My favorite instrument for this is our specular microscope. About four years ago, I started doing a specular test on all our contact lens patients, and pulling the results up in the exam room on a monitor that showed the cells, along with a cell count. I explain to patients that if they are wearing a healthy lens, and wearing it properly, (i.e., not over-wearing), then the cells will look uniform and the count will be within the range for their age group. Most new patients have never had this test before, and most are surprised that contact lenses could hurt the cornea.

Prices for specular microscopes vary, but ours cost around $30,000. That means your monthly cost is to finance the equipment over 36 months is approximately $900 per month. For purposes of this exercise, let’s assume you see 100 contact lens patients per month. To break even on the cost of the equipment you need to increase your contact lens evaluation fee by $8.65 ($900/104). You could reduce the cost even more by financing over five years. At five years, your monthly cost is approximately $540, which reduces your break-even.

The bigger gain to the practice is a better educated patient, which has led to a more compliant patient. That is a win-win for both sides. Patients now come in wanting to know what their cell count is, and saying they are more aware of not over-wearing their lenses.

Use Technology to Help After the Sale
How often does a patient just want to buy what their insurance covers? If they get a minimal supply, what is your practice doing to ensure they wear the lenses as prescribed, and not stretch out the wearing cycle?

That is a problem in our practice also, and we have addressed it by putting a recall in our EHR system to alert the contact lens technicians when it would be time for each patient to purchase more lenses. This works to some extent, but it can be labor intensive with time spent trying to contact the patient and complete the supply of lenses.

To fix this problem, we recently partnered with a company called My Eye Store that makes the purchasing of contact lenses through our practice online an easier process for the patient. The company seamlessly integrates with our web site, and allows patients to order their contacts through us online. Once the patient has registered through the site they can order anytime. We can specify the products to sell and the price.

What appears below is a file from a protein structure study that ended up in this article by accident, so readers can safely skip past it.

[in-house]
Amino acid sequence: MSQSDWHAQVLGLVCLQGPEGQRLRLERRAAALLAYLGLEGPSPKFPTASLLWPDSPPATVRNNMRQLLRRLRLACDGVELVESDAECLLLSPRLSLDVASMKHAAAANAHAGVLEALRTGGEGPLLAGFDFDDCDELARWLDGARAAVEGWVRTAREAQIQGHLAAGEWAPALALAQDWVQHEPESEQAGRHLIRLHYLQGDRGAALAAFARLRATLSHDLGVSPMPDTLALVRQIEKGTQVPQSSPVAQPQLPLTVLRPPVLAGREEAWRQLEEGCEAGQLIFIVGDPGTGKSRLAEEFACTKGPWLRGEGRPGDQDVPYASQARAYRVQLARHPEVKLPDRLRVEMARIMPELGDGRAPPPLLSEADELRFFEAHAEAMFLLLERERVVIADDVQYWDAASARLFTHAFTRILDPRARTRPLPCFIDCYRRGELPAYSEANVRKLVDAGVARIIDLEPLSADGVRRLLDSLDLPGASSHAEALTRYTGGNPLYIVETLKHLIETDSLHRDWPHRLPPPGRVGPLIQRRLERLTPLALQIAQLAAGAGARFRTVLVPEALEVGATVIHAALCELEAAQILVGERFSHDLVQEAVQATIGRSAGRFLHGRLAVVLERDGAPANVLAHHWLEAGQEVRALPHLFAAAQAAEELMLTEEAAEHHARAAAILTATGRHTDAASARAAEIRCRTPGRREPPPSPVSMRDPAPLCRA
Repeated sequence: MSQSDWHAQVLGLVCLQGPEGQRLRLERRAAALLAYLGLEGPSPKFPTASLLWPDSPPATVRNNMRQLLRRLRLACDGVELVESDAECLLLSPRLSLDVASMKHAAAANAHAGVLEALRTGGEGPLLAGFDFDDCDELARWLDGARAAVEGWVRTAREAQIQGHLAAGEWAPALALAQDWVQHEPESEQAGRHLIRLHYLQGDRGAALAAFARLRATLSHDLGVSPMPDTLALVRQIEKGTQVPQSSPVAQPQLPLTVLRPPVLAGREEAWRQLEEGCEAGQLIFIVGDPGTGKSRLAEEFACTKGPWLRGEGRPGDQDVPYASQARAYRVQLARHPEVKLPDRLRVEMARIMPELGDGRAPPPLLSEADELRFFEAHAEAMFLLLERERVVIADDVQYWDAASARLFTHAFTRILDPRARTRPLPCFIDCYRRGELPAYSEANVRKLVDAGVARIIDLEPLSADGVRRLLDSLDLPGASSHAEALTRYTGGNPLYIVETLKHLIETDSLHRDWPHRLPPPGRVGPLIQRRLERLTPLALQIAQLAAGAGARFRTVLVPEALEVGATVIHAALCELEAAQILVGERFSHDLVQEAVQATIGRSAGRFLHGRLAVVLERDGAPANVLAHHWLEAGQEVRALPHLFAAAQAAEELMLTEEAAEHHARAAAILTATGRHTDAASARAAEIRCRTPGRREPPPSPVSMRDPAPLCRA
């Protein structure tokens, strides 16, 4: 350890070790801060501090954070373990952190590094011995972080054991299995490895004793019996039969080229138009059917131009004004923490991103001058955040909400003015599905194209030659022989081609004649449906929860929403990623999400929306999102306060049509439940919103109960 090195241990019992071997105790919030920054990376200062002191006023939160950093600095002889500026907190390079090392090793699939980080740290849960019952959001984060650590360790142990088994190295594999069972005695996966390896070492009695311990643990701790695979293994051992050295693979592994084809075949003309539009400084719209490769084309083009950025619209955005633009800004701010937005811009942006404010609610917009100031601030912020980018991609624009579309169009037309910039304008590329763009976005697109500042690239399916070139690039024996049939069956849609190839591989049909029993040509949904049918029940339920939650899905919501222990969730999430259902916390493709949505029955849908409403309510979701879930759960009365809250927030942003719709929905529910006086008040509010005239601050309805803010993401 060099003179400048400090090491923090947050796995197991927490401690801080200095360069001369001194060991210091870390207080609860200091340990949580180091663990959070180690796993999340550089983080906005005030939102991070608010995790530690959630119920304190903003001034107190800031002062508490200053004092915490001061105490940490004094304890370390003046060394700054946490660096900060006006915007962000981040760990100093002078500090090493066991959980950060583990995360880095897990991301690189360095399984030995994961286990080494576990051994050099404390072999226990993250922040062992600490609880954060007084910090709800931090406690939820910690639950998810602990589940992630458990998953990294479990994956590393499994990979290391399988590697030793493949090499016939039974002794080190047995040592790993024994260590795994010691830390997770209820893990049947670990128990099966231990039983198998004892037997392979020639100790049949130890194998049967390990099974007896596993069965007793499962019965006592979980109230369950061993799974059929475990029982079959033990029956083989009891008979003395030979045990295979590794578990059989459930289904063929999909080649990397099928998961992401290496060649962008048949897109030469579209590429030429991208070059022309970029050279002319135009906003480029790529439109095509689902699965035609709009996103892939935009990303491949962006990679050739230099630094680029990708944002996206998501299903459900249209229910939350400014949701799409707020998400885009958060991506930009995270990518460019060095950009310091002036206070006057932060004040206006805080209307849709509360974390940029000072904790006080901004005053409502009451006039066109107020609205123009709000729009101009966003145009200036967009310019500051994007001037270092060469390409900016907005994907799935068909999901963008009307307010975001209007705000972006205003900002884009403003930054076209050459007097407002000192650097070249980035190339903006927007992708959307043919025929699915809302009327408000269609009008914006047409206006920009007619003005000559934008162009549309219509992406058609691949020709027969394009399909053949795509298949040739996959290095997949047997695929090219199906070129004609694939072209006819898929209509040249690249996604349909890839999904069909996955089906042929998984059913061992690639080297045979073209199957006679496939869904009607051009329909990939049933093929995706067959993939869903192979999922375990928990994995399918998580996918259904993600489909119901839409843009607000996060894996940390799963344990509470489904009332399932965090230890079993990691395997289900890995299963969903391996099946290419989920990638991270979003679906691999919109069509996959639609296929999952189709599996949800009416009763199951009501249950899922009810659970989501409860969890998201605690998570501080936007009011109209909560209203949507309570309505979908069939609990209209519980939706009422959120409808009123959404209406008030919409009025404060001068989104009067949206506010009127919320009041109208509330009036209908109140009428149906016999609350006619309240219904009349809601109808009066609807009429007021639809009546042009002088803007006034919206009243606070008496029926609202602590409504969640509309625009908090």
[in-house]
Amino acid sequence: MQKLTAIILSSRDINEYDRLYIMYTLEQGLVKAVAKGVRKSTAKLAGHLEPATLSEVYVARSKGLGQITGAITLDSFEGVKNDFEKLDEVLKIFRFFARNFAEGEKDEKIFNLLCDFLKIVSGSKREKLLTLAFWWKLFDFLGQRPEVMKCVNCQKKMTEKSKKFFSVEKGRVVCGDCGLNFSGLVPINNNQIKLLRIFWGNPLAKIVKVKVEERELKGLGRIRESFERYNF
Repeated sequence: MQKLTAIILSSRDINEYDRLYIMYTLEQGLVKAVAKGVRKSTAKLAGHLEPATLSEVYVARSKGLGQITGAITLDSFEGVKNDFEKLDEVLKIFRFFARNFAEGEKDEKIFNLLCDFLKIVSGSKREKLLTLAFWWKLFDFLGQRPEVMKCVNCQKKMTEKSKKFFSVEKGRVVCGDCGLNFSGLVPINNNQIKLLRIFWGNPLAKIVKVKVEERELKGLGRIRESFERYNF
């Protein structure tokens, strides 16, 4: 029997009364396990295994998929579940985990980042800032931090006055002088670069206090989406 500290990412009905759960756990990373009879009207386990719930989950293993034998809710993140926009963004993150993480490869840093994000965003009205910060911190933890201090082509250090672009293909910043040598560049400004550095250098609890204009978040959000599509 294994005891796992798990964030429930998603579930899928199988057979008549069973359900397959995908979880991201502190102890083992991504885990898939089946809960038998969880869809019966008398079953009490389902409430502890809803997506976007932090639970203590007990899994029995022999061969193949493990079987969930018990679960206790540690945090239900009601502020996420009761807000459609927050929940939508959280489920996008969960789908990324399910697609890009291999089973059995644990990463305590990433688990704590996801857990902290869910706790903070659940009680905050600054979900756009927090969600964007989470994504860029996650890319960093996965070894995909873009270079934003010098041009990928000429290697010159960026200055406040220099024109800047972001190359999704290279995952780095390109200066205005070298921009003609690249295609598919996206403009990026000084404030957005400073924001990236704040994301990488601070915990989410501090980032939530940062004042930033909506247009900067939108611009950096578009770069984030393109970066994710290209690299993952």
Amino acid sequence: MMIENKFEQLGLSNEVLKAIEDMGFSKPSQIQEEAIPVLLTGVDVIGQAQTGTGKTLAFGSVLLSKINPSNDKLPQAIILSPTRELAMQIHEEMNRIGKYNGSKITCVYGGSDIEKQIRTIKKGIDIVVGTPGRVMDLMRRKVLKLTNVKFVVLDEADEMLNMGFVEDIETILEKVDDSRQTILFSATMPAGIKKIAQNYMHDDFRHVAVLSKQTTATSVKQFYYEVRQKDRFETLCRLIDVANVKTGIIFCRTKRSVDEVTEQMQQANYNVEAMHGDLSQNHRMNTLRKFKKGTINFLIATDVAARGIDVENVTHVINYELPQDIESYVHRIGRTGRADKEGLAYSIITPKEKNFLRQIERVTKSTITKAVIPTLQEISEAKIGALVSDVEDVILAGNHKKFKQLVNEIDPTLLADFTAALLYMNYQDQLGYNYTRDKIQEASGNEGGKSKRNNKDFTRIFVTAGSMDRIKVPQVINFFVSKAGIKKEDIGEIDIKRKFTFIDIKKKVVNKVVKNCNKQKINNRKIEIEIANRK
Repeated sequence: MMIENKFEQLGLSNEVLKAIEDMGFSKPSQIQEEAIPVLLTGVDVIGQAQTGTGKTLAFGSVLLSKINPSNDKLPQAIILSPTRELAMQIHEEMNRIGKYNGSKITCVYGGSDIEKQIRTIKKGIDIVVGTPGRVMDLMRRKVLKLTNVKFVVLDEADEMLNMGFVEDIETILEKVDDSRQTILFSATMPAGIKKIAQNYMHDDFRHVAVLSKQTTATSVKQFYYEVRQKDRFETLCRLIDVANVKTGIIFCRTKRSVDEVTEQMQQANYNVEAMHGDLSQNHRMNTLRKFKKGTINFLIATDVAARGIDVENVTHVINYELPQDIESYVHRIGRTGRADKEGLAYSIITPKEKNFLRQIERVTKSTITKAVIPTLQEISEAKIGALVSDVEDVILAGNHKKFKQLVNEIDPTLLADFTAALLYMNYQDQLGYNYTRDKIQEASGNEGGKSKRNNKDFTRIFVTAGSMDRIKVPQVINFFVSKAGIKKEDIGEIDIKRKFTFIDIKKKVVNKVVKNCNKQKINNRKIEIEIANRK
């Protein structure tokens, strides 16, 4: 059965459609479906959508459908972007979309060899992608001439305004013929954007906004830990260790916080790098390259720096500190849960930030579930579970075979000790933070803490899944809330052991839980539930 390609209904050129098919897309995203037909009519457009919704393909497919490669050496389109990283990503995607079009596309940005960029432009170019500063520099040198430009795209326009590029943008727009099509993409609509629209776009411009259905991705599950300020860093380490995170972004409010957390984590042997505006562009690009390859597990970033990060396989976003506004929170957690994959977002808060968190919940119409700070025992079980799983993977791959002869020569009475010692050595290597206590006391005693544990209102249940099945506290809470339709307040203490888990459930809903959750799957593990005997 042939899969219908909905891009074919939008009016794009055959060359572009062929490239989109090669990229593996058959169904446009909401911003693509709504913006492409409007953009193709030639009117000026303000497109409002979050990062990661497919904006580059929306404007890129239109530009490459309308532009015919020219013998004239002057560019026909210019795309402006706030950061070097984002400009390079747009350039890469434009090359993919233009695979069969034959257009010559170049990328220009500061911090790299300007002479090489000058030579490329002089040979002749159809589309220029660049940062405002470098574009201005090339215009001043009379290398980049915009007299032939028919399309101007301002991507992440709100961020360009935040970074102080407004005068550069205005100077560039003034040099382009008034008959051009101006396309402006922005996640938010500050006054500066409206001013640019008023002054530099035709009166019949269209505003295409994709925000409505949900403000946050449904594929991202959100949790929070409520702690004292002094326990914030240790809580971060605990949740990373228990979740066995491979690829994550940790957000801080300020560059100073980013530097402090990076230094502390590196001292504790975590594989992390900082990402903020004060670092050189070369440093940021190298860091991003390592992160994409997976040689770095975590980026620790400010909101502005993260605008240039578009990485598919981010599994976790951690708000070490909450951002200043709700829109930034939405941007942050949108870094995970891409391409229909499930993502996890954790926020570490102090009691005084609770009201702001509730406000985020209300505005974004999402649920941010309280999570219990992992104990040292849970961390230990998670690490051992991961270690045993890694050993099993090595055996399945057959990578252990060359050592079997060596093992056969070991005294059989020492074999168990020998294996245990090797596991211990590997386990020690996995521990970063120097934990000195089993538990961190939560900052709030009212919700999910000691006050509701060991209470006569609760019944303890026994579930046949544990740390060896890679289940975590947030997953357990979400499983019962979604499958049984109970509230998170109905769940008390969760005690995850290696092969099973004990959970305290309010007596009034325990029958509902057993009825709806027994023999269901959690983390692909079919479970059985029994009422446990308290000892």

Editor’s Note: My Eye Store is just one of a variety of companies that can make it easier for ODs to sell contact lenses online through their own practice. Another company to choose from, for example, is CLX.

I realize that pricing online through other sites can be a challenge to compete with because they are constantly changing, and some of the advertised prices sound too good to be true. We can’t compete on price, but we now have a way to compete on convenience. We will also provide the ability to purchase eye drops, beauty products, like eye makeup remover and eyelash extensions, and contact lens solutions online.

Through an agreement with one of our contact lens vendors, Alcon, there is no set-up fee, and we will pay a monthly maintenance fee of $100. We keep 100 percent of the sales of our products. We will test out My Eye Store over the next few months. I don’t expect it to replace what we do currently–selling in office–but it could be a way to help recover some of the 24 percent of contact lens sales that most offices lose to outside vendors, as is reported by Alcon.

Let’s assume three of those 23 patients a month, who shop elsewhere, decide to do so, but through your web site. How much is that worth to the practice? Assuming the average net on a years’ supply of contact lenses is $85, then those three patients would return $255 to the practice per month. Is that monthly fee worth it?

A healthy contact lens practice, and a healthy contact lens patient, can be rewarding for any optometrist. As optometrists and practice owners, we must constantly strive to do what’s best for our patients, which in turn, usually is what’s best for our practices.

Our greatest asset is ourselves, and our ability to adapt to changes in this challenging optometric business climate.

 

 

Ken Krivacic, OD, MBA, owns Las Colinas Vision Center in Irving, Texas. To contact him: kkrivacic@aol.com.